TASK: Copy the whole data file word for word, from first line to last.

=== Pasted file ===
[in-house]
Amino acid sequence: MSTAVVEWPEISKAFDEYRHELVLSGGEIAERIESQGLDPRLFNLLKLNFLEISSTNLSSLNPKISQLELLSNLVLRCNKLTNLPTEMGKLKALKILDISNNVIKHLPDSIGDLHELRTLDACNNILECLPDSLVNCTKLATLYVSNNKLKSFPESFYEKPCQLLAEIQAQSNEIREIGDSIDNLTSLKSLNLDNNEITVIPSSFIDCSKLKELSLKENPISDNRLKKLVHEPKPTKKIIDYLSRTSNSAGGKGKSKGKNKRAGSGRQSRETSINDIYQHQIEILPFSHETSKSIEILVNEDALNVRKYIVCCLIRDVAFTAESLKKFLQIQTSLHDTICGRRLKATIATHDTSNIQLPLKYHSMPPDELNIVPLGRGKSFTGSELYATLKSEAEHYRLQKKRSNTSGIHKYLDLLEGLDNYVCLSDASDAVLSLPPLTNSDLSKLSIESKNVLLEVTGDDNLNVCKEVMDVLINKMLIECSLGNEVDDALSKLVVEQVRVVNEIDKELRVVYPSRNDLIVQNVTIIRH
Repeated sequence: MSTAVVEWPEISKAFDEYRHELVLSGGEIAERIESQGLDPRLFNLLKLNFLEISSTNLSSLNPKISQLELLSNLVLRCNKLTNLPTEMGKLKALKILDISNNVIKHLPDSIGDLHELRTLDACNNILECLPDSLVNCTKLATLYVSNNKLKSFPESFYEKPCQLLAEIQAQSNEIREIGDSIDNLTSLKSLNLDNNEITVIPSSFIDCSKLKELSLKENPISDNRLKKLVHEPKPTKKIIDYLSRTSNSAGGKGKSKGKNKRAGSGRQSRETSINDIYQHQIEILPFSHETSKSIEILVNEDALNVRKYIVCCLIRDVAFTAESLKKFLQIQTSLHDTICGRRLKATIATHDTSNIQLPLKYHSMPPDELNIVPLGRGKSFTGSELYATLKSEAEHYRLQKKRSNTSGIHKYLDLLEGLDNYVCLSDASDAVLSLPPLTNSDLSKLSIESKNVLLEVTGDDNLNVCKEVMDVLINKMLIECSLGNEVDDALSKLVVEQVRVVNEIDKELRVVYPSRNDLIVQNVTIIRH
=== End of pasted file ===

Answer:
[in-house]
Amino acid sequence: MSTAVVEWPEISKAFDEYRHELVLSGGEIAERIESQGLDPRLFNLLKLNFLEISSTNLSSLNPKISQLELLSNLVLRCNKLTNLPTEMGKLKALKILDISNNVIKHLPDSIGDLHELRTLDACNNILECLPDSLVNCTKLATLYVSNNKLKSFPESFYEKPCQLLAEIQAQSNEIREIGDSIDNLTSLKSLNLDNNEITVIPSSFIDCSKLKELSLKENPISDNRLKKLVHEPKPTKKIIDYLSRTSNSAGGKGKSKGKNKRAGSGRQSRETSINDIYQHQIEILPFSHETSKSIEILVNEDALNVRKYIVCCLIRDVAFTAESLKKFLQIQTSLHDTICGRRLKATIATHDTSNIQLPLKYHSMPPDELNIVPLGRGKSFTGSELYATLKSEAEHYRLQKKRSNTSGIHKYLDLLEGLDNYVCLSDASDAVLSLPPLTNSDLSKLSIESKNVLLEVTGDDNLNVCKEVMDVLINKMLIECSLGNEVDDALSKLVVEQVRVVNEIDKELRVVYPSRNDLIVQNVTIIRH
Repeated sequence: MSTAVVEWPEISKAFDEYRHELVLSGGEIAERIESQGLDPRLFNLLKLNFLEISSTNLSSLNPKISQLELLSNLVLRCNKLTNLPTEMGKLKALKILDISNNVIKHLPDSIGDLHELRTLDACNNILECLPDSLVNCTKLATLYVSNNKLKSFPESFYEKPCQLLAEIQAQSNEIREIGDSIDNLTSLKSLNLDNNEITVIPSSFIDCSKLKELSLKENPISDNRLKKLVHEPKPTKKIIDYLSRTSNSAGGKGKSKGKNKRAGSGRQSRETSINDIYQHQIEILPFSHETSKSIEILVNEDALNVRKYIVCCLIRDVAFTAESLKKFLQIQTSLHDTICGRRLKATIATHDTSNIQLPLKYHSMPPDELNIVPLGRGKSFTGSELYATLKSEAEHYRLQKKRSNTSGIHKYLDLLEGLDNYVCLSDASDAVLSLPPLTNSDLSKLSIESKNVLLEVTGDDNLNVCKEVMDVLINKMLIECSLGNEVDDALSKLVVEQVRVVNEIDKELRVVYPSRNDLIVQNVTIIRH